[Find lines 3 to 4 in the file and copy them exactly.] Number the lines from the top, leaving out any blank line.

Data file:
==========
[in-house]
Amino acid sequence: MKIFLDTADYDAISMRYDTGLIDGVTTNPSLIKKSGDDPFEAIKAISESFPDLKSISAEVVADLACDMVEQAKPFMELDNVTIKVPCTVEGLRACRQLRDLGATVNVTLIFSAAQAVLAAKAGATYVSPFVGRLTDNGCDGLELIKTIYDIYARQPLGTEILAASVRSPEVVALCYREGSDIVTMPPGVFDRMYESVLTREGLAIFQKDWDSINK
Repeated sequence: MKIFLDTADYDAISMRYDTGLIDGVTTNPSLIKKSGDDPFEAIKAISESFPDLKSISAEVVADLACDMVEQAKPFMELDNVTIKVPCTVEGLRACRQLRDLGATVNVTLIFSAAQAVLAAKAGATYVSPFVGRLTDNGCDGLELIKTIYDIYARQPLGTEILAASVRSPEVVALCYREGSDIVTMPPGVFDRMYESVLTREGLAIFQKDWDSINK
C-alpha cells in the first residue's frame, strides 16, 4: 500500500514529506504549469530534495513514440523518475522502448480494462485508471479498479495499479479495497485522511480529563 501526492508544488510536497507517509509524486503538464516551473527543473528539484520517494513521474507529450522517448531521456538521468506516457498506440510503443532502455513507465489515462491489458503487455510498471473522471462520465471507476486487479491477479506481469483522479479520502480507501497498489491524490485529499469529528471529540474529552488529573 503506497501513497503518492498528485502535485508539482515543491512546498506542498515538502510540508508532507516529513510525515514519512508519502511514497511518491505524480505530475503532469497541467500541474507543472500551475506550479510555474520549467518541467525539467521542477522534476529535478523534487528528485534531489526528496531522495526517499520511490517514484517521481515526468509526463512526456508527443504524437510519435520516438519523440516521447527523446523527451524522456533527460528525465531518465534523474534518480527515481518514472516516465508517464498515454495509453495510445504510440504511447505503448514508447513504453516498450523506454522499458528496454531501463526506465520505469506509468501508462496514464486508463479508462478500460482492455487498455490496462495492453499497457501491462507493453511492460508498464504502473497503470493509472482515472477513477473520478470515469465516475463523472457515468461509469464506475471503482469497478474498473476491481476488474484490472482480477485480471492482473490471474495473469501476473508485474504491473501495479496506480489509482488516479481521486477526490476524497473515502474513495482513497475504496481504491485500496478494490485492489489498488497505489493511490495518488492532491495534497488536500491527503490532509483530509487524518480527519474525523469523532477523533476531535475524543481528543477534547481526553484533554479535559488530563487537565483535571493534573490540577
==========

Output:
Repeated sequence: MKIFLDTADYDAISMRYDTGLIDGVTTNPSLIKKSGDDPFEAIKAISESFPDLKSISAEVVADLACDMVEQAKPFMELDNVTIKVPCTVEGLRACRQLRDLGATVNVTLIFSAAQAVLAAKAGATYVSPFVGRLTDNGCDGLELIKTIYDIYARQPLGTEILAASVRSPEVVALCYREGSDIVTMPPGVFDRMYESVLTREGLAIFQKDWDSINK
C-alpha cells in the first residue's frame, strides 16, 4: 500500500514529506504549469530534495513514440523518475522502448480494462485508471479498479495499479479495497485522511480529563 501526492508544488510536497507517509509524486503538464516551473527543473528539484520517494513521474507529450522517448531521456538521468506516457498506440510503443532502455513507465489515462491489458503487455510498471473522471462520465471507476486487479491477479506481469483522479479520502480507501497498489491524490485529499469529528471529540474529552488529573 503506497501513497503518492498528485502535485508539482515543491512546498506542498515538502510540508508532507516529513510525515514519512508519502511514497511518491505524480505530475503532469497541467500541474507543472500551475506550479510555474520549467518541467525539467521542477522534476529535478523534487528528485534531489526528496531522495526517499520511490517514484517521481515526468509526463512526456508527443504524437510519435520516438519523440516521447527523446523527451524522456533527460528525465531518465534523474534518480527515481518514472516516465508517464498515454495509453495510445504510440504511447505503448514508447513504453516498450523506454522499458528496454531501463526506465520505469506509468501508462496514464486508463479508462478500460482492455487498455490496462495492453499497457501491462507493453511492460508498464504502473497503470493509472482515472477513477473520478470515469465516475463523472457515468461509469464506475471503482469497478474498473476491481476488474484490472482480477485480471492482473490471474495473469501476473508485474504491473501495479496506480489509482488516479481521486477526490476524497473515502474513495482513497475504496481504491485500496478494490485492489489498488497505489493511490495518488492532491495534497488536500491527503490532509483530509487524518480527519474525523469523532477523533476531535475524543481528543477534547481526553484533554479535559488530563487537565483535571493534573490540577